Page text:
Bill Frisell Trio Makes Music-and-Movie Magic in Two Shows at UCLA Live's Royce Hall April 2
(Published: March 14, 2011)
Featuring live jazz scores set to Buster Keaton films, eclectic animation and experimental visuals,
Adventurous jazz guitarist and composer Bill Frisell and his bandmates Tony Scherr and Kenny Wollesen bring two compelling sets of music and film to the Royce Hall stage Saturday April 2-in an afternoon family matinee of Buster Keaton classics and an evening performance featuring work from animation-artist Jim Woodring and experimental filmmaker Bill Morrison.
Frisell is one of the most prolific and sought-after guitar voices in contemporary music. And in recent years, his role as composer and band leader has garnered him increasing notoriety.
"It's hard to find a more fruitful meditation on American music than in the compositions of guitarist Bill Frisell. Mixing rock and country with jazz and blues, he's found what connects them: improvisation and a sense of play. Unlike other pastichists, who tend to duck passion, Mr. Frisell plays up the pleasure in the music and also takes on another often-avoided subject, tenderness."
- The New York Times
For the 8 p.m. UCLA Live evening performance-Bill Frisell Trio Takes on Buster Keaton, Jim Woodring and Bill Morrison-the versatile guitarist sets his compositional and performance skill to a collection of visuals that includes classic slapstick comedy from Buster Keaton, bold illustrations from Seattle animator/comic-book artist Jim Woodring and selections from avant-garde documentarian Bill Morrison's The Mesmerist.
Jim Woodring's surrealistic hand-drawn artwork has been featured in many publications that deal with comics and culture, from the high-brow Kenyon Review and World Art Magazine to Francis Coppola's Zoetrope, as well as the Frank comics. His book Seeing Things was published in 2005.
New York-based artist and filmmaker Bill Morrison is perhaps best known for his 2002 experimental collage of decaying film called Decasia. For his short film The Mesmerist , Morrison used a disintegrating film copy of the 1926 silent movie The Bells to create an entirely new story .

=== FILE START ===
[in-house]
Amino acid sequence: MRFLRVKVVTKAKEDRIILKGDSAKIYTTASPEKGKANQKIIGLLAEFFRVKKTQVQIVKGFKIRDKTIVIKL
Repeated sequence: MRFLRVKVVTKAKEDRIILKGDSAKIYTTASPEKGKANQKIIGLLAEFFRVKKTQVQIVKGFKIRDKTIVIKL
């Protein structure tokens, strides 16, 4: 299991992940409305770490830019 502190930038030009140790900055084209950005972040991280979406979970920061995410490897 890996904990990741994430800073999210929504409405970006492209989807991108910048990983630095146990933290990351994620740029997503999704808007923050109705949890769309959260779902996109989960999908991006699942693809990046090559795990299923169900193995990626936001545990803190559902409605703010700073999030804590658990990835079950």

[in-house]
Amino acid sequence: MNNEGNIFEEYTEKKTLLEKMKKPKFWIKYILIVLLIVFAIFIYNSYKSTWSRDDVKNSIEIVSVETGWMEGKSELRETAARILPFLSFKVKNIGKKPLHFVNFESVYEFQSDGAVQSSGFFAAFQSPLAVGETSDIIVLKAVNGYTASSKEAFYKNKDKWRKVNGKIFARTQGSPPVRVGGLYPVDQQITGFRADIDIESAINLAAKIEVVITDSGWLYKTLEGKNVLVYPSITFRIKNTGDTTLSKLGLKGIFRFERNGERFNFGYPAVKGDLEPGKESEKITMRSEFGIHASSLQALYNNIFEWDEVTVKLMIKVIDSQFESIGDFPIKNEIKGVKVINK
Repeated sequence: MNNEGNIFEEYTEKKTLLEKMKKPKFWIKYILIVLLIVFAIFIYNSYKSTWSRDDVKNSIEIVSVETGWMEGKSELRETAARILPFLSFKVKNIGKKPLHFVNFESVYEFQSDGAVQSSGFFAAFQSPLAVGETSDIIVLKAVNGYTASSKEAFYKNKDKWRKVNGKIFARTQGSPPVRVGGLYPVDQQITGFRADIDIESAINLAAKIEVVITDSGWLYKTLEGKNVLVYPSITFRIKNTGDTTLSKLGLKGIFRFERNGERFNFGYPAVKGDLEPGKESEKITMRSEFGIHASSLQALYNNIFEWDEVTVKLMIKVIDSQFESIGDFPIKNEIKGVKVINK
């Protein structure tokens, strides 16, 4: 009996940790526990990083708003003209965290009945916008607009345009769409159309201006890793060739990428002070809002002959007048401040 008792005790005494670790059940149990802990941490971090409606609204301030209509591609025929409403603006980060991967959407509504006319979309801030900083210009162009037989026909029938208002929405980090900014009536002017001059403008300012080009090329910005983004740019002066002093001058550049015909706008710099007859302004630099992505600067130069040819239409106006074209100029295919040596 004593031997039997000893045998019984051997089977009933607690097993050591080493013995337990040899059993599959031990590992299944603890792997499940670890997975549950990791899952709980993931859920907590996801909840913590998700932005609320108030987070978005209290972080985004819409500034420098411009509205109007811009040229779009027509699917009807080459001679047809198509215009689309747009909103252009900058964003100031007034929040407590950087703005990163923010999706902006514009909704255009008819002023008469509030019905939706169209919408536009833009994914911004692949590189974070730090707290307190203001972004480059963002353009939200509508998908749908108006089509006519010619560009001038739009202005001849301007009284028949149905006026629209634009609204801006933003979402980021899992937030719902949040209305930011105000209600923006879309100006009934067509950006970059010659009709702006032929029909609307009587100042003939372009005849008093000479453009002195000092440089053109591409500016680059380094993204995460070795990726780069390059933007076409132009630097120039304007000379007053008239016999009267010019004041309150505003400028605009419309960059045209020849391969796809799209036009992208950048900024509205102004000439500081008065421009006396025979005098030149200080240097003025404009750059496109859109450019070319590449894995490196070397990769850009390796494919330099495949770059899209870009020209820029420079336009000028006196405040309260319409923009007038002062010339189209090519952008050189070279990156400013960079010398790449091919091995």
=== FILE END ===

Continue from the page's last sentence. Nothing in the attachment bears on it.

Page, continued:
UCLA Live's 2 p.m. family-friendly show-Bill Frisell Trio Takes on Buster Keaton-offers a live score set to the Keaton classics Go West, The High Sign and One Week. This rare live performance, features music based on tracks Frisell wrote for his two Music for the Films of Buster Keaton albums released in 1995, High Sign/One Week and Go West.
Billboard magazine called Go West "one of [Frisell's] finest, most evocative albums. Evincing his best qualities as both guitarist and composer, he harvests melancholy Americana from deceptively modest, episodic themes. Coloring the scenes with acoustic, as well as his trademark electric, Frisell produces strangely cinematic motifs on guitar."
Frisell first premiered this music along with the films in May 1993 to a spirited and sold-out audience at St. Ann's in Brooklyn. The paired sights of Keaton and sounds of Frisell possess a natural affinity, undeniable sense of adventure and penchant for the unexpected that enhances the warmth and humanity of both the musical elements and the films themselves.
Over the years, Frisell has contributed to the work of such collaborators as Paul Motian, John Zorn, Elvis Costello, Ginger Baker, The Los Angeles Philharmonic, Suzanne Vega, Loudon Wainwright III, Van Dyke Parks, Vic Chesnutt, Rickie, Lee Jones, Ron Sexsmith, Vinicius Cantuaria, Marc Johnson (in "Bass Desires"), Ronald Shannon Jackson and Melvin Gibbs (in "Power Tools"), Marianne Faithful, John Scofield, Jan Garbarek, Lyle Mays, Vernon Reid, Julius Hemphill, Paul Bley, Wayne Horvitz, Hal Willner, Robin Holcomb, Rinde Eckert, The Frankfurt Ballet, film director Gus Van Sant, David Sanborn, David Sylvian, Petra Haden and numerous others, including Bono, Brian Eno, Jon Hassell and Daniel Lanois on the soundtrack for Wim Wenders' film Million Dollar Hotel.
Single tickets are on sale now. UCLA Live at Royce Hall, 340 Royce Dr., Westwood. Saturday, April 2 at 2 p.m. $18-$28 and 8 p.m. $28-$43 ($15 UCLA students). (310) 825.2101, www.uclalive.org
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